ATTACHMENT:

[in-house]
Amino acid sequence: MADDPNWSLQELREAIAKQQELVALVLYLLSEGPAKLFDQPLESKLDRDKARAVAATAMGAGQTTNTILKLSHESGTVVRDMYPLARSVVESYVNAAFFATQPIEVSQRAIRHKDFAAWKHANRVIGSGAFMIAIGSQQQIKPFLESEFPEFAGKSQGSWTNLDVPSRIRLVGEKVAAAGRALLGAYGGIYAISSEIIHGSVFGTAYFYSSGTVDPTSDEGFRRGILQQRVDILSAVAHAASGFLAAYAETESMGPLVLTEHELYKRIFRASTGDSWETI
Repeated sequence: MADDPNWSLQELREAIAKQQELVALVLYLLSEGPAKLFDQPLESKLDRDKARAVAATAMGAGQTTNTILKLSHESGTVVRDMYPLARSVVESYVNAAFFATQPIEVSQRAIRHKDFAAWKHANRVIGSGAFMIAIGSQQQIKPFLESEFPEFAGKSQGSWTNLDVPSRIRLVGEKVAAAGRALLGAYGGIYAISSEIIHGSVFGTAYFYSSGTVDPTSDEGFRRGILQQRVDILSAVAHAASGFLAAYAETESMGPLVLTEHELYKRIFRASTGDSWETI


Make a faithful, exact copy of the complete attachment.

[in-house]
Amino acid sequence: MADDPNWSLQELREAIAKQQELVALVLYLLSEGPAKLFDQPLESKLDRDKARAVAATAMGAGQTTNTILKLSHESGTVVRDMYPLARSVVESYVNAAFFATQPIEVSQRAIRHKDFAAWKHANRVIGSGAFMIAIGSQQQIKPFLESEFPEFAGKSQGSWTNLDVPSRIRLVGEKVAAAGRALLGAYGGIYAISSEIIHGSVFGTAYFYSSGTVDPTSDEGFRRGILQQRVDILSAVAHAASGFLAAYAETESMGPLVLTEHELYKRIFRASTGDSWETI
Repeated sequence: MADDPNWSLQELREAIAKQQELVALVLYLLSEGPAKLFDQPLESKLDRDKARAVAATAMGAGQTTNTILKLSHESGTVVRDMYPLARSVVESYVNAAFFATQPIEVSQRAIRHKDFAAWKHANRVIGSGAFMIAIGSQQQIKPFLESEFPEFAGKSQGSWTNLDVPSRIRLVGEKVAAAGRALLGAYGGIYAISSEIIHGSVFGTAYFYSSGTVDPTSDEGFRRGILQQRVDILSAVAHAASGFLAAYAETESMGPLVLTEHELYKRIFRASTGDSWETI